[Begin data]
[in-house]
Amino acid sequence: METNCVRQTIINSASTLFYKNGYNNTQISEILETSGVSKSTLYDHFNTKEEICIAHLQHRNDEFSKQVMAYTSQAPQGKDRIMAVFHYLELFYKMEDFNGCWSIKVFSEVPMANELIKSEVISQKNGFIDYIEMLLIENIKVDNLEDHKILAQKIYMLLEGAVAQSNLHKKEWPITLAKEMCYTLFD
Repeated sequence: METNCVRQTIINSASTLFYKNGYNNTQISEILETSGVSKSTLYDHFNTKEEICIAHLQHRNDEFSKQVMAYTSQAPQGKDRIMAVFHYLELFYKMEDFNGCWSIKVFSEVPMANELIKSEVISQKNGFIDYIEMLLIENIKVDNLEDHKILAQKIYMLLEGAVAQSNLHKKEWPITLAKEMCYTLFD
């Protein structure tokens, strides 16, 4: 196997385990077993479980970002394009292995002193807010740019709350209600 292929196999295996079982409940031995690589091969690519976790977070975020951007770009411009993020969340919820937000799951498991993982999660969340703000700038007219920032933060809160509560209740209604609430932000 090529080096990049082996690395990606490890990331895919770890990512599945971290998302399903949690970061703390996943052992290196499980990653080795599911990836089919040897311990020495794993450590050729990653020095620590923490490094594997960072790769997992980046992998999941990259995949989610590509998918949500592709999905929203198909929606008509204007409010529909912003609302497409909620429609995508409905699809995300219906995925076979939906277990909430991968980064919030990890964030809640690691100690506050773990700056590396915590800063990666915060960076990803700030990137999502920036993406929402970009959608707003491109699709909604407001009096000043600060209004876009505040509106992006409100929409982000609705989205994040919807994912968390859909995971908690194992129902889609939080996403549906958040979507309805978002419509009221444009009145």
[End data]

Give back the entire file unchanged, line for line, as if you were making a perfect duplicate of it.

[in-house]
Amino acid sequence: METNCVRQTIINSASTLFYKNGYNNTQISEILETSGVSKSTLYDHFNTKEEICIAHLQHRNDEFSKQVMAYTSQAPQGKDRIMAVFHYLELFYKMEDFNGCWSIKVFSEVPMANELIKSEVISQKNGFIDYIEMLLIENIKVDNLEDHKILAQKIYMLLEGAVAQSNLHKKEWPITLAKEMCYTLFD
Repeated sequence: METNCVRQTIINSASTLFYKNGYNNTQISEILETSGVSKSTLYDHFNTKEEICIAHLQHRNDEFSKQVMAYTSQAPQGKDRIMAVFHYLELFYKMEDFNGCWSIKVFSEVPMANELIKSEVISQKNGFIDYIEMLLIENIKVDNLEDHKILAQKIYMLLEGAVAQSNLHKKEWPITLAKEMCYTLFD
């Protein structure tokens, strides 16, 4: 196997385990077993479980970002394009292995002193807010740019709350209600 292929196999295996079982409940031995690589091969690519976790977070975020951007770009411009993020969340919820937000799951498991993982999660969340703000700038007219920032933060809160509560209740209604609430932000 090529080096990049082996690395990606490890990331895919770890990512599945971290998302399903949690970061703390996943052992290196499980990653080795599911990836089919040897311990020495794993450590050729990653020095620590923490490094594997960072790769997992980046992998999941990259995949989610590509998918949500592709999905929203198909929606008509204007409010529909912003609302497409909620429609995508409905699809995300219906995925076979939906277990909430991968980064919030990890964030809640690691100690506050773990700056590396915590800063990666915060960076990803700030990137999502920036993406929402970009959608707003491109699709909604407001009096000043600060209004876009505040509106992006409100929409982000609705989205994040919807994912968390859909995971908690194992129902889609939080996403549906958040979507309805978002419509009221444009009145």